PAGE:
People ask me how I’ll manage when my daughter heads to college this fall. I just might fill my empty nest with caterpillars. As a Rutgers Master Gardener, I volunteer at the butterfly house at the EARTH Center in South Brunswick. Master Gardeners undergo a year of classes and field work before becoming certified volunteers for county Cooperative Extensions. We help teach the public about issues such as soil health, landscaping and the needs of pollinators.
Butterflies, ethereal and fragile, are beloved as pollinators. Caterpillars, alas, don’t get as much acclaim. After all, they ravage a lot of greenery en route to becoming butterflies. But I was delighted to encounter an Eastern black swallowtail caterpillar munching through my parsley patch last September. Here was a late-season caterpillar to admire, with its chartreuse body accented in black and yellow, and those adorable, stubby legs.
Then I spied movement in the patch: a line of determined ants, capable of devouring my caterpillar with frightening speed. Note that I said “my” caterpillar. A caterpillar is essentially a baby, and I had already bonded with it. No way was I leaving it to a gruesome fate. “OK, Chunk,” I said, “let’s get you inside.” Further inspection of the parsley revealed four additional swallowtail caterpillars, even younger—not much bigger than exclamation points.
Chunk and his friends spent the first night on a bouquet of parsley in a vase on my dresser. Like a new mom, I checked on them several times, relieved that Chunk hadn’t toddled off the vase. I ordered a mesh enclosure so they could grow up safe from predators over the next few weeks.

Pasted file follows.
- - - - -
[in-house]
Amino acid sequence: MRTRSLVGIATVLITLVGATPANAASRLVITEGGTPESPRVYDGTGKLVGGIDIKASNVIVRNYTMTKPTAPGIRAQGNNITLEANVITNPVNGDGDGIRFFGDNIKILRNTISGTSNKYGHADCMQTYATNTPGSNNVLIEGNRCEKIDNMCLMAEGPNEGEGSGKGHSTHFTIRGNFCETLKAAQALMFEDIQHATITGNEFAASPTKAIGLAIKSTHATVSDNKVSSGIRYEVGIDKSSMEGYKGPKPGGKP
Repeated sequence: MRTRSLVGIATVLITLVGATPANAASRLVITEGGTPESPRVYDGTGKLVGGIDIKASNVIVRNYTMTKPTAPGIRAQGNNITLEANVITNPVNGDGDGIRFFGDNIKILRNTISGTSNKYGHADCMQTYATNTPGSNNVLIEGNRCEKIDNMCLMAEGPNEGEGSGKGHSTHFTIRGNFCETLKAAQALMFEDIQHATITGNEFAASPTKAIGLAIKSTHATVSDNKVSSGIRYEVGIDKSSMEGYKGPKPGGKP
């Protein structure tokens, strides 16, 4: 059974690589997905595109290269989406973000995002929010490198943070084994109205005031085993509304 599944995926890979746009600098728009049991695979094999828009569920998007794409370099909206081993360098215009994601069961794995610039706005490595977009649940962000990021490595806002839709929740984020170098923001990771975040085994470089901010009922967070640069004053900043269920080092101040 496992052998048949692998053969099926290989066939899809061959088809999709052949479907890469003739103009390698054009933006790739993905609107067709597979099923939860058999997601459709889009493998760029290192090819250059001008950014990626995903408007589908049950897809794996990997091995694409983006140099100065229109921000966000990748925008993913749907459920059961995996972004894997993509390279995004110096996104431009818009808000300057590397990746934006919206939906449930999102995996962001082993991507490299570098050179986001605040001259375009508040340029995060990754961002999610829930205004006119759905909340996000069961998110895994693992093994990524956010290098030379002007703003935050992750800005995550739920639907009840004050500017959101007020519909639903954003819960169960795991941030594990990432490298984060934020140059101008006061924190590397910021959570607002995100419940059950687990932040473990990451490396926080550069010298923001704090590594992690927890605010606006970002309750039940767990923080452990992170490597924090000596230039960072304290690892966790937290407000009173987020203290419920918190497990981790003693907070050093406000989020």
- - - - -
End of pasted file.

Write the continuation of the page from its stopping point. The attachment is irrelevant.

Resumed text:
Every day, I’d hear the tiny plink of caterpillar poop hitting the bottom of the enclosure. Every day, I’d remove each pellet and refresh the parsley. I swelled with pride to learn black swallowtails are the state butterfly of New Jersey. I yearned for a guide—something like What to Expect When You’re Expecting Butterflies. I joined Raising Eastern Black Swallowtails on Facebook, because of course there is a group for this. I was all in.
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I was fully aware that my devotion to the caterpillars helped me cope with impending changes at home. Chunk formed a chrysalis on the same day that my daughter, Audrey, started her senior year of high school. Slow down, I thought. Come back. But I couldn’t wallow. There were college applications to send and four more caterpillars to raise.
At times, I worried. “Should they be eating more?” I asked my bemused husband when the caterpillars slowed their pace. “Is this normal?” One by one, they turned green, grew large and left caterpillar-hood behind. I witnessed one of them create its chrysalis, and I was brought to tears as its chubby body disappeared. How purposeful they were.
By November, Audrey had applied to college, and two of the chrysalids had become butterflies in our backyard. They wobbled, steadied their wings, and then—zoom, gone. Through winter and spring, Chunk and the other two chrysalids hibernated in our garage, while Audrey looked forward to prom and graduation.
Any day now, Chunk and his remaining pals will emerge as butterflies. And before I know it, another summer will be gone, and Audrey will begin her first year at Rutgers. One minute, it’s all about feeding them and cleaning up their poop. You blink, and suddenly they’re wrapped up in their chrysalis, chilling in their rooms until it’s time to fly.
Kelly-Jane Cotter lives in South River. In her yard stand a large cherry tree and a small garden, where caterpillars will always be welcome.